LYNN – Nearly five years after the 254-foot-tall wind turbine was built on the Lynnway, whether the electricity generating device has been a success depends on who you ask.
“The Lynn Water and Sewer Commission has always looked for innovative ways to reduce electricity both for cost and emission,” said Robert Tina, the city’s water treatment plant operations director. “Over the years, we’ve saved a significant amount of electricity through innovative technology.”
The wind turbine, the most noticeable landmark on the city’s waterfront, which began turning in early 2014, cost about $1.8 million to construct – the price tag was reduced to about $700,000 after grants from the Massachusetts Clean Energy Center and the Department of Environmental Protection. The five-member Lynn Water and Sewer Board of Commissioners voted unanimously for the project.
The turbine’s three, 75-foot-long blades are mounted to the generator on top of the 180-foot steel turbine tower. Wind turns the blades and the generator sends electricity to a transformer mounted next to the tower’s base.
According to a project timeline provided by Tina, the conceptual idea for a wind turbine was formulated in 2004. He said the city began by looking at wind and solar energy and found that solar was not feasible because the city doesn’t have the land area to put the panels up. He said wind was then decided on, which led to the request to put in a wind turbine.
Tina said grant-funded studies were done to determine if there was enough wind to make the project feasible. The city worked with the University of Massachusetts which included having a wind anemometer on site.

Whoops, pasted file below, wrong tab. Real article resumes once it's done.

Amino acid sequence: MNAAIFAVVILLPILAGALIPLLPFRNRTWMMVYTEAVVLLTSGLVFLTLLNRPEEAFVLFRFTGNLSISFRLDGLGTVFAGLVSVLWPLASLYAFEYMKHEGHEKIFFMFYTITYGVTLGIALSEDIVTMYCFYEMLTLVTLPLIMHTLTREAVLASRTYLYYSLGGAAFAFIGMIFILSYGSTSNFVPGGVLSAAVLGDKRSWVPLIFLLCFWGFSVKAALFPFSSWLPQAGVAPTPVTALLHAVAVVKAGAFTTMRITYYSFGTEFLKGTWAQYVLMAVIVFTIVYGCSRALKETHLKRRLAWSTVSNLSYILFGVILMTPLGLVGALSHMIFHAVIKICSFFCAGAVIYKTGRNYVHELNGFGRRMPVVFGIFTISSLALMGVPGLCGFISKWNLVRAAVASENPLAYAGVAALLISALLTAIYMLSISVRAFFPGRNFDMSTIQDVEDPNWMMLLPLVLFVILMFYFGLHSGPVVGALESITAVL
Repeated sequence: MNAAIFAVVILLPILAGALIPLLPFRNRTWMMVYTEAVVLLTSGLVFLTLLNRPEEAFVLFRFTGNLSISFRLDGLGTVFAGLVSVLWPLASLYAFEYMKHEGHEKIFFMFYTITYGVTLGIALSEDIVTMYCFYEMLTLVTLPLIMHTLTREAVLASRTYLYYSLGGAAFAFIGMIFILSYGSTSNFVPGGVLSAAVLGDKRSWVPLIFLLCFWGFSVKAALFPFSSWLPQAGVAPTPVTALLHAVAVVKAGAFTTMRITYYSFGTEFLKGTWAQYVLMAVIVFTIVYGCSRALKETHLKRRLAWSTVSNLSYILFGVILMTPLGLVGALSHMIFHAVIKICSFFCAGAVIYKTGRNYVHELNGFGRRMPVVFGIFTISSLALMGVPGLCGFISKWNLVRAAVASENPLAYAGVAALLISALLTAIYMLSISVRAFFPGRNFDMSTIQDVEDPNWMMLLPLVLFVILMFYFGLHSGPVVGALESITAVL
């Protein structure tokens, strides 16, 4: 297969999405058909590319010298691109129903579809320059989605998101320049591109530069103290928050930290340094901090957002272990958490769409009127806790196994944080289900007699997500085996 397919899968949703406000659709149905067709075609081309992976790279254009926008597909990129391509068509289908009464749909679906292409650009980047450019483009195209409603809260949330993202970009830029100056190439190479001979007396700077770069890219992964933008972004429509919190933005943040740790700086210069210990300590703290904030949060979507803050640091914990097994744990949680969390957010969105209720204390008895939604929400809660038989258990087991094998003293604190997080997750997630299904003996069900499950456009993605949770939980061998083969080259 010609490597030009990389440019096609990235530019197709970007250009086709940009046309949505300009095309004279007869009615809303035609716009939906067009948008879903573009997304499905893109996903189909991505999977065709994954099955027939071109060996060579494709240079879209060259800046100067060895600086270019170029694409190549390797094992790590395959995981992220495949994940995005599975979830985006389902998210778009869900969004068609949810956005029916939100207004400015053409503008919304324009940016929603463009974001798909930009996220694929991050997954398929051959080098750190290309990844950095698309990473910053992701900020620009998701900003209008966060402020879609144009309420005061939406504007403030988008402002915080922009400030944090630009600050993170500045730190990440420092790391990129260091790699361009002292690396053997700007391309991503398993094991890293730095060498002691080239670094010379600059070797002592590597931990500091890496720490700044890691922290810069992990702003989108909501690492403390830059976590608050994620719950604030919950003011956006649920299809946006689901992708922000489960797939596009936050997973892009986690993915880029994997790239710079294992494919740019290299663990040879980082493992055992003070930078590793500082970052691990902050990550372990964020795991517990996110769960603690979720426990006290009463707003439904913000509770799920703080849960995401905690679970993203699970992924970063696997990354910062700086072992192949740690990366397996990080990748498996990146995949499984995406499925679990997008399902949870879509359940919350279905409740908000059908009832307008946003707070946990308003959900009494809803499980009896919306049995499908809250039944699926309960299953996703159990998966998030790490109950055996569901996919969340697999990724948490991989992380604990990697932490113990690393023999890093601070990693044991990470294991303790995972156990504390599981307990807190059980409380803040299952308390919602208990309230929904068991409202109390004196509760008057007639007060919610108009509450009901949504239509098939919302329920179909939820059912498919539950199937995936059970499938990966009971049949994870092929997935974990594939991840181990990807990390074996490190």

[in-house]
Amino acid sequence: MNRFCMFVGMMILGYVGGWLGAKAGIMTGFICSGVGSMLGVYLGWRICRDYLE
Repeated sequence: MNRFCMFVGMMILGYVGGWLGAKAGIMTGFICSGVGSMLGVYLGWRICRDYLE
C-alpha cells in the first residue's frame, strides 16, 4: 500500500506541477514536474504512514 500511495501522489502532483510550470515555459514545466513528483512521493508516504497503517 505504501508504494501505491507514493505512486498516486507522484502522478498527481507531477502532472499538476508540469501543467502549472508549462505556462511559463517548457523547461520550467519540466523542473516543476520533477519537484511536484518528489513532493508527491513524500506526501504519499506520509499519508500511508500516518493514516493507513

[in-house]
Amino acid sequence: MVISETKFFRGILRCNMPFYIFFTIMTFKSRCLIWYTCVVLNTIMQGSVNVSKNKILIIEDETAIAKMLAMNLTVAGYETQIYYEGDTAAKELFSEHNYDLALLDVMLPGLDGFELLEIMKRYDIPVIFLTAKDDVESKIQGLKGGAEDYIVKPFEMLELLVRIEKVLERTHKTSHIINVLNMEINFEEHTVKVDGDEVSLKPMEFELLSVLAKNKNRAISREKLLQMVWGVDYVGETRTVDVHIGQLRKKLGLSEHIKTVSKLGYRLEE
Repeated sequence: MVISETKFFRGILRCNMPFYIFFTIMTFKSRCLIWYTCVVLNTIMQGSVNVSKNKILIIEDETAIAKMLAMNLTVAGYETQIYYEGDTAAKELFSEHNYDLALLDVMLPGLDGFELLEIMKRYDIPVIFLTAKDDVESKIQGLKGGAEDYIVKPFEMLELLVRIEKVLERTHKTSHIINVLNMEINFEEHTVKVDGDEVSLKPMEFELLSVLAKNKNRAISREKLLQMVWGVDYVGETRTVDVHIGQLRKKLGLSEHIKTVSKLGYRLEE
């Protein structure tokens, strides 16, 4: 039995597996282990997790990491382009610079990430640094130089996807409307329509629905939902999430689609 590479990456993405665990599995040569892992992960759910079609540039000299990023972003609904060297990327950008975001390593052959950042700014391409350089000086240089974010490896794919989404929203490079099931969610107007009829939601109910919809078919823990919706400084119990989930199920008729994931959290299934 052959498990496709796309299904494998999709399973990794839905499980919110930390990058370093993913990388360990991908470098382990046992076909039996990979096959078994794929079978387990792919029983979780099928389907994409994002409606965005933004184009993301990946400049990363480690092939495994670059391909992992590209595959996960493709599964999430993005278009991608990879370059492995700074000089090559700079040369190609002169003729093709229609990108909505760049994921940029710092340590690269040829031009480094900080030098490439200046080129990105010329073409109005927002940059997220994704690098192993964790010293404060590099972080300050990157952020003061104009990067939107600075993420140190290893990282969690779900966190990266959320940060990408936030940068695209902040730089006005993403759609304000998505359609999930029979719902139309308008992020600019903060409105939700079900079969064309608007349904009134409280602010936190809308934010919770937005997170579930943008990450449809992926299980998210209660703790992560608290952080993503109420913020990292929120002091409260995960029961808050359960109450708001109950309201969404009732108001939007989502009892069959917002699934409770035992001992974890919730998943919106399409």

“It’s absolutely been successful,” Tina said. “We are saving electricity by producing, by generating our own, and it’s a huge benefit on the emission side. It’s a cost benefit to the Lynn Water and Sewer Commission.”
Another side note, Tina said, is in the several years since its installation, the city has given many tours of the wind turbine, mostly for Lynn schools, and students all write their names on the inside of the wall of the turbine.
Tina said the city has produced 2,781,200 kilowatt hours of clean energy since Jan. 2014, which is enough to power 9,038 homes, all while offsetting more than 3,733,344 pounds of harmful CO2 emissions.
But Daniel O’Neill, the Water and Sewer Commission’s executive director, said he wasn’t really an advocate for the turbine and that rather than seeing expected cost savings, the city basically breaks even.
“It is reducing the carbon footprint and we are producing our own electricity, but it’s not really a money maker,” O’Neill said. “It was intended to produce electricity to offset some of the treatment facility costs, but was it a good business decision? I don’t know … I’m all for reducing the carbon footprint, but the numbers didn’t really play out.”
The concept of the project was the turbine blades would convert waterfront winds averaging 12 miles an hour into energy to reduce the commission’s electricity bill to operate the 40-acre sewage treatment plant by as much as a third and eliminate 2,000 tons of carbon emissions annually.
O’Neill said the annual expenses are about $110,000 to $120,000, which factors in yearly costs of about $56,000 in debt service over 20 years, $39,000 in maintenance and approximately $23,000 in insurance.
The projected electrical generation is 967,700 kilowatt hours annually, which is enough to power 300 to 500 homes. The annual projected electrical savings is $90,000 to $100,000, according to statistics provided by Tina.
Ward 1 City Councilor Wayne Lozzi, a former member of the Water & Sewer board who supported the wind turbine project, said it runs well and saves money.
“These turbines are not made to make money the next week or the next year,” Lozzi said. “It’s an investment in our environment. The public gets benefits other than financial. When it’s paid off, it will be a money maker. But even if we break even now, it will pay for itself over time.”
James Cowdell, Economic Development & Industrial Corporation of Lynn executive director, said the wind turbine doesn’t have an impact on waterfront development in the area.
“It’s next to the water and sewer treatment plant,” Cowdell said. “It’s on their property. The places that are going to be developed, it won’t have a positive or a negative impact.”
|Wind Watch relies entirely
on User Funding